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Opinion
Conor Sen

Job Market Is Heading for a Soft Landing of Its Own

More layoffs used to be considered a bad thing for the economy, but that was before a shortage of workers began adding to inflation.

Reading the jobs market signs.

Reading the jobs market signs.

Photographer: Alexander Nemenov/AFP via Getty Images

The Federal Reserve has talked a lot about its goal of a soft landing for the economy as it raises interest rates to fight inflation, but there hasn't been as much talk about what that would look like for workers.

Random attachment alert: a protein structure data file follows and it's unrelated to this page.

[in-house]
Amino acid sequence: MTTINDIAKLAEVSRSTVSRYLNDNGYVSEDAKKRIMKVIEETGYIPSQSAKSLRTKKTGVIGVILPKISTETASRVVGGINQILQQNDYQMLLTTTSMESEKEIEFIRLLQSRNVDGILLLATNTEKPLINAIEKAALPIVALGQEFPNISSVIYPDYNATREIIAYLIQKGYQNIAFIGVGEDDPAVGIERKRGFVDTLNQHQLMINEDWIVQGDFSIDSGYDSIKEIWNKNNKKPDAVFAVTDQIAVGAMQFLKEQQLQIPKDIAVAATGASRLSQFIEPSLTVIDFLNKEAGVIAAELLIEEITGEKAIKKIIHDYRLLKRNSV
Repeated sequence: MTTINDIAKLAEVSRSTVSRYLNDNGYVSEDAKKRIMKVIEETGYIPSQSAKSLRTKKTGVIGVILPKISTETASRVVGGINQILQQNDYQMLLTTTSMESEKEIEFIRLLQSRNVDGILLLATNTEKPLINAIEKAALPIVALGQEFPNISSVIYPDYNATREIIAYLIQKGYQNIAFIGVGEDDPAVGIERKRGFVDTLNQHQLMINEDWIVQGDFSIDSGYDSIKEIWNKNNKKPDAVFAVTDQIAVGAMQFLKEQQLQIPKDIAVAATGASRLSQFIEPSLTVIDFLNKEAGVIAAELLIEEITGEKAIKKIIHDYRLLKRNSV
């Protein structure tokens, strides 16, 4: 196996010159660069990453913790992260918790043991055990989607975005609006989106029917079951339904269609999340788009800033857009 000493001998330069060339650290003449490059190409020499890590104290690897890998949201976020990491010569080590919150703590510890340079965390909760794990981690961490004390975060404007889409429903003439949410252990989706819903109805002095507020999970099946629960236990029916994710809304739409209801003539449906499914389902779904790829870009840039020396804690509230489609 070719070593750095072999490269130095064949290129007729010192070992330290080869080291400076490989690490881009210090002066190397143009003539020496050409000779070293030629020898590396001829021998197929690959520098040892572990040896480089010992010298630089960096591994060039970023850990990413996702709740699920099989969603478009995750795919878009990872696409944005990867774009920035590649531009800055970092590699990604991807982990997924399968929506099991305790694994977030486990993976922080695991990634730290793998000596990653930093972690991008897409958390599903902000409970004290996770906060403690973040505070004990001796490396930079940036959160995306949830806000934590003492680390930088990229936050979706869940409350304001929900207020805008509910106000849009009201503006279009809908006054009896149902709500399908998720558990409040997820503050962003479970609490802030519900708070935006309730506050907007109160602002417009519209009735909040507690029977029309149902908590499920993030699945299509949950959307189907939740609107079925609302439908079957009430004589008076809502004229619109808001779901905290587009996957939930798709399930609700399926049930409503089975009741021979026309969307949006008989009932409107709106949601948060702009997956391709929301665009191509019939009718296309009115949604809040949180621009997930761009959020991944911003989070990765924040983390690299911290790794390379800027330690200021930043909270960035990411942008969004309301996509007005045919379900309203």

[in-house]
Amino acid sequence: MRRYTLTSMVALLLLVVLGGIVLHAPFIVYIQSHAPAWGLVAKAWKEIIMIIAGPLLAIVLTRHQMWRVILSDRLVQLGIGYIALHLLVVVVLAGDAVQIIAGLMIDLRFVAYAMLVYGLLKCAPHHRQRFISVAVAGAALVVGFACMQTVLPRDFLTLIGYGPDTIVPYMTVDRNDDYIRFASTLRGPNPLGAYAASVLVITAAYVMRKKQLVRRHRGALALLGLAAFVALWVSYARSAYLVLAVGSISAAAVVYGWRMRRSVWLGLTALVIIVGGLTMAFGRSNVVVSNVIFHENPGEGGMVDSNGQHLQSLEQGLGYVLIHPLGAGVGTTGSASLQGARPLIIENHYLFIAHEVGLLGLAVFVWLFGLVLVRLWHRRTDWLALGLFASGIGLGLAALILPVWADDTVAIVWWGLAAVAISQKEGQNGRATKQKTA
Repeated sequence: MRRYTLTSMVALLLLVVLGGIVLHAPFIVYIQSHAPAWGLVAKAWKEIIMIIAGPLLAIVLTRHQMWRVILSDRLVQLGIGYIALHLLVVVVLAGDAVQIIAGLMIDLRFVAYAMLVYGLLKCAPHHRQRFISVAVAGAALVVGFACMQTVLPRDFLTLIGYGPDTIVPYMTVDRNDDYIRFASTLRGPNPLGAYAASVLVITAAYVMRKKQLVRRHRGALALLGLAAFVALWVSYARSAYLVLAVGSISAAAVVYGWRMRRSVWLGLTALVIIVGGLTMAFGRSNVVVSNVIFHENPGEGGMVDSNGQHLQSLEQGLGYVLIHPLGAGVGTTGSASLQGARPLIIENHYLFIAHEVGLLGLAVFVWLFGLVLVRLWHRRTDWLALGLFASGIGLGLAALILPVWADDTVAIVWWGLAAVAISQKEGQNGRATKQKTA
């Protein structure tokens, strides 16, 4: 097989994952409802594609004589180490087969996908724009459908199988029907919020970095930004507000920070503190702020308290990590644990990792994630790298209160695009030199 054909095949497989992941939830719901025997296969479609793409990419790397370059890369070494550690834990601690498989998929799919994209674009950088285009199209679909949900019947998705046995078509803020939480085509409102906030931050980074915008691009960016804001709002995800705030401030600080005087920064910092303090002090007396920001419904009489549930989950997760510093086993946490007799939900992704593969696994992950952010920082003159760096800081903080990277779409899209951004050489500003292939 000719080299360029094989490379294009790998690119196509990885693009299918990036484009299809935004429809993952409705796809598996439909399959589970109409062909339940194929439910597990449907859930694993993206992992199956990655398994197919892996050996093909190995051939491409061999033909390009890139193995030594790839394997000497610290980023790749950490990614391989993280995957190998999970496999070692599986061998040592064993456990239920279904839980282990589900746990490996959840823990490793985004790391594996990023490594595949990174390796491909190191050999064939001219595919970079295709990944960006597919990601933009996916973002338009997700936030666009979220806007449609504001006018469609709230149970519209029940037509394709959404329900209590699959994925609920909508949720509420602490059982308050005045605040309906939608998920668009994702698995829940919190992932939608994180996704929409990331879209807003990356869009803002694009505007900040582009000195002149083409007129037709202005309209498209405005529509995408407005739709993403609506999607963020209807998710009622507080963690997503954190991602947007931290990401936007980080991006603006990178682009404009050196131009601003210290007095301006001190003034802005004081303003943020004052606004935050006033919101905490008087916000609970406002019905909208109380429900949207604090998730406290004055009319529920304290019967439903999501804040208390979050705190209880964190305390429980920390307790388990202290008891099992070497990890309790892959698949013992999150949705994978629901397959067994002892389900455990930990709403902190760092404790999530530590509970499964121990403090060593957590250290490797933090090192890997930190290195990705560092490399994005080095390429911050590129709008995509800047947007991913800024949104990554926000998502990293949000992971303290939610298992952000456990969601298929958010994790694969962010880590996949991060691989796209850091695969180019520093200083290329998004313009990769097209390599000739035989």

Fed Chairman Jerome Powell has called the labor market “tight to an unhealthy level,” with demand outpacing supply. Restoring balance is going to require not just more people entering the labor market, but more “involuntary churn.” That means more workers being laid off, and, hopefully, a labor market that’s still strong enough to reabsorb them quickly.